What's Wrong with Anzac?: The Militarisation of Australian History

What's Wrong with Anzac?: The Militarisation of Australian History

Book rating: 04 Paperback

By (author) Marilyn Lake, By (author) Henry Reynolds, By (author) Joy Damousi, By (author) Mark McKenna

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  • Publisher: NewSouth Publishing
  • Format: Paperback | 192 pages
  • Dimensions: 152mm x 230mm x 18mm | 281g
  • Publication date: 1 August 2010
  • Publication City/Country: Sydney, NSW
  • ISBN 10: 1742231519
  • ISBN 13: 9781742231518
  • Edition statement: New.
  • Sales rank: 126,915

Product description

In recent years Anzac - an idea as much as an actual army corps - has become the dominant force within Australian history, overshadowing everything else. The commemoration of Anzac Day is bigger than ever, while Remembrance Day, VE Day, VP Day and other military anniversaries grow in significance each year. Pilgrimages to Gallipoli, the Somme and Kokoda are commonplace and popular military history dominates the bestseller lists. Anzac has seemingly become a sacred, untouchable element of the nation. In this brave and controversial book, some of Australia's leading historians dare to criticise Anzac. They show that the Anzac obsession distorts the rest of Australia's history.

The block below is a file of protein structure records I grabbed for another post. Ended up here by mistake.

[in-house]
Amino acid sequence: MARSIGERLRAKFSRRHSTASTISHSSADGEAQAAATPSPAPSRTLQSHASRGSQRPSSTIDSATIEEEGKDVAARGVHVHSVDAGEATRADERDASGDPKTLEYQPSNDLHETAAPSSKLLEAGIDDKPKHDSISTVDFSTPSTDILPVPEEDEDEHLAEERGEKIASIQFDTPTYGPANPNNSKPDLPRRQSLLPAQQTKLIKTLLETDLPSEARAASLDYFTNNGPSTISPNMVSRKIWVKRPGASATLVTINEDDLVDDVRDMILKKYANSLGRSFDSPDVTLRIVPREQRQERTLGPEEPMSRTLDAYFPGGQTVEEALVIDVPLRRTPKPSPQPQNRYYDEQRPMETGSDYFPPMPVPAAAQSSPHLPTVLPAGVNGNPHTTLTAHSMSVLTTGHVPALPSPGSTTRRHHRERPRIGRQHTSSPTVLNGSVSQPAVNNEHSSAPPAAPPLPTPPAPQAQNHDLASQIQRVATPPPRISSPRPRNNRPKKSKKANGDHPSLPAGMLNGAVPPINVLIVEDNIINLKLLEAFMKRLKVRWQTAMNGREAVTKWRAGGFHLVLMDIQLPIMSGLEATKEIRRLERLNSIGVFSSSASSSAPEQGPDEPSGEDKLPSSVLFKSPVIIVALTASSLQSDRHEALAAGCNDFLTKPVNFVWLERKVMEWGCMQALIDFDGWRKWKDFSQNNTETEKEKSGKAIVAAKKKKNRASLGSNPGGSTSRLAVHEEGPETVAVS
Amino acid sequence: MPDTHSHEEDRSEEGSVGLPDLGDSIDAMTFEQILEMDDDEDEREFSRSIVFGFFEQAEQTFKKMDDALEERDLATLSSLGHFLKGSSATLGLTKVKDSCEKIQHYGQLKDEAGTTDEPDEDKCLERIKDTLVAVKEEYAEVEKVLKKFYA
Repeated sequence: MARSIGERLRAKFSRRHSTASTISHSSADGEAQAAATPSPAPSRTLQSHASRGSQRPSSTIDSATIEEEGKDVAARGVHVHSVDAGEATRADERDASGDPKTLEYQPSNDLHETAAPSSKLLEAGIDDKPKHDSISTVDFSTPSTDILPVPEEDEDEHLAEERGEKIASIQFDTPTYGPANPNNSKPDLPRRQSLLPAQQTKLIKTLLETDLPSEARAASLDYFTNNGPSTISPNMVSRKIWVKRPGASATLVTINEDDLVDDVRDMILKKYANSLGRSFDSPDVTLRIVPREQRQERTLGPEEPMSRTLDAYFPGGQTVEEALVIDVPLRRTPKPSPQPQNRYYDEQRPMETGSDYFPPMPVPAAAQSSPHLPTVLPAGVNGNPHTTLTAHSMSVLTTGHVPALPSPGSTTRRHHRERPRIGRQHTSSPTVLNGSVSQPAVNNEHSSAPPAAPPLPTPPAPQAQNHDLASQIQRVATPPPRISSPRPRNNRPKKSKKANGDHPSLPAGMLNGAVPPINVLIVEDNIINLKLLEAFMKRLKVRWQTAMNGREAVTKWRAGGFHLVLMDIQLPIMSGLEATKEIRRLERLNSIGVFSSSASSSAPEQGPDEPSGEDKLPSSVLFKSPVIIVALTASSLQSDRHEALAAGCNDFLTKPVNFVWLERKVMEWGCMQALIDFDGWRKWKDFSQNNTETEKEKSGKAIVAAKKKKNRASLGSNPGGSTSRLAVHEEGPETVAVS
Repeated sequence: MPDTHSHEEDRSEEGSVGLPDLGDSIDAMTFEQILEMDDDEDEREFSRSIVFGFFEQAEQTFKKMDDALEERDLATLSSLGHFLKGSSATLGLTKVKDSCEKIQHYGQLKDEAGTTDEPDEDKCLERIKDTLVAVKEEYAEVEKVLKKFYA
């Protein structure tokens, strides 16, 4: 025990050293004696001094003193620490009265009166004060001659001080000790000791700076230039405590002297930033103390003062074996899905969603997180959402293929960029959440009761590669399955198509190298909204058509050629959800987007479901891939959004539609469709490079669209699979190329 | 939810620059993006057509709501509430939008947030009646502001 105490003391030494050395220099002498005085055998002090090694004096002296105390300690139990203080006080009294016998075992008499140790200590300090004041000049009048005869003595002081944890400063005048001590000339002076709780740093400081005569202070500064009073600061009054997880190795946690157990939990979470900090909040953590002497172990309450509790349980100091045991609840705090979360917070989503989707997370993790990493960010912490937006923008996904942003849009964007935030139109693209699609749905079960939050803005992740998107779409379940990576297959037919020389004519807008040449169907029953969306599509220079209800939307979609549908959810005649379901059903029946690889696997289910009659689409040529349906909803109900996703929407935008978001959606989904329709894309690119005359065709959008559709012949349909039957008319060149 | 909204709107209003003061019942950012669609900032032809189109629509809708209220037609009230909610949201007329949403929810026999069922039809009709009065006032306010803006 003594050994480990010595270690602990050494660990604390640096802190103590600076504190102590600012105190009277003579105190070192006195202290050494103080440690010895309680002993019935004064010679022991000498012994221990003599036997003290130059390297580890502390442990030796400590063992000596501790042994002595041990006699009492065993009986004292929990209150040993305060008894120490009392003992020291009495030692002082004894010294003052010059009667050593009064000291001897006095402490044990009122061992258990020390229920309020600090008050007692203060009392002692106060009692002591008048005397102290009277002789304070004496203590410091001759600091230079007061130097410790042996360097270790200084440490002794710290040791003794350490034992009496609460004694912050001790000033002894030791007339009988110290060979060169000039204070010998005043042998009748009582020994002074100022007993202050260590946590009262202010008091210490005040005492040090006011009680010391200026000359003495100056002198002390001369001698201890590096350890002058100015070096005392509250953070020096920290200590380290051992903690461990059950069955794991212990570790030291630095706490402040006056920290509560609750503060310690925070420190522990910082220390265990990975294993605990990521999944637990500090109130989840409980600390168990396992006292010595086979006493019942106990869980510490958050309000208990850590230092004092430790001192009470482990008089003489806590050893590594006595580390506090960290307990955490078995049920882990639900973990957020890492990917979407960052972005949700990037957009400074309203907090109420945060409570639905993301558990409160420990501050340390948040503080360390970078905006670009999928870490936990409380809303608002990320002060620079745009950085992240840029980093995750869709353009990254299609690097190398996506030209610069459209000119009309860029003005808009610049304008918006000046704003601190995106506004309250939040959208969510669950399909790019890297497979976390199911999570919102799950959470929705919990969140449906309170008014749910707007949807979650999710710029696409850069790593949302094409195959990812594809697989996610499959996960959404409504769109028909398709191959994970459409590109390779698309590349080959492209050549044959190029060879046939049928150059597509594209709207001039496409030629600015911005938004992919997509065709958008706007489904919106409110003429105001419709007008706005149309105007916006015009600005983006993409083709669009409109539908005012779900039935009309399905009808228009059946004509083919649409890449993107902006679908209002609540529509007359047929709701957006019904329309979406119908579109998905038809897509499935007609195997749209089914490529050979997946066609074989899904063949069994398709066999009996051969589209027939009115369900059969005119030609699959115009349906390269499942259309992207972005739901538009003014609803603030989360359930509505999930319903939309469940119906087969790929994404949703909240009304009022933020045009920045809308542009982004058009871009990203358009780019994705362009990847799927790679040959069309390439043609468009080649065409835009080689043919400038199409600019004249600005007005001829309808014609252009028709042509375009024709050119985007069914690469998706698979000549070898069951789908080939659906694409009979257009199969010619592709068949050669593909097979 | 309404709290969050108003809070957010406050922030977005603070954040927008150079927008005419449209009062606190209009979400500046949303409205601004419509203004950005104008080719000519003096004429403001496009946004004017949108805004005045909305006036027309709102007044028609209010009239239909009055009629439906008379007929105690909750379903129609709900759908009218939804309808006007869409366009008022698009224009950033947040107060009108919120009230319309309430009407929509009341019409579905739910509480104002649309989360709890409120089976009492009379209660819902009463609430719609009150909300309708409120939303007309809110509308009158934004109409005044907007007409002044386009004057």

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Author information

Marilyn Lakeis a professor of history at La Trobe University. She is the author of "The Limits of Hope: Soldier Settlement in Victoria 1915-38," "FAITH: Faith Bandler," " Gentle""Activist," and "Getting Equal: The History of Feminism in Australia. "She is the coauthor""of "Creating a Nation." Henry Reynolds is a professor of history at the University of Tasmania and the author of a number of books, including "The Other Side of the Frontier: Aboriginal Resistance to the European Invasion of Australia," "Frontier: Aborigines, Settlers and Land," ""and "Why Weren't We Told?: A Personal Search for the Truth About Our History."

Customer reviews

By Natalie Muller 23 Aug 2013 4

An excellent and insightful book into one of Australia's most perplexing national myths. This should be required reading for any thinking person. I could have read a book twice as long. I am glad somebody has finally broken the silence around Australia's increasingly jingoistic celebration of Anzac.

Review quote

"Here a group of distinguished Australian historians, for the first time, mount a brisk critique of an idea--'Anzac'--that has for too long been unchallenged." --Dr. Peter Stanley, director, Center for Historial Research at the National Museum of Australia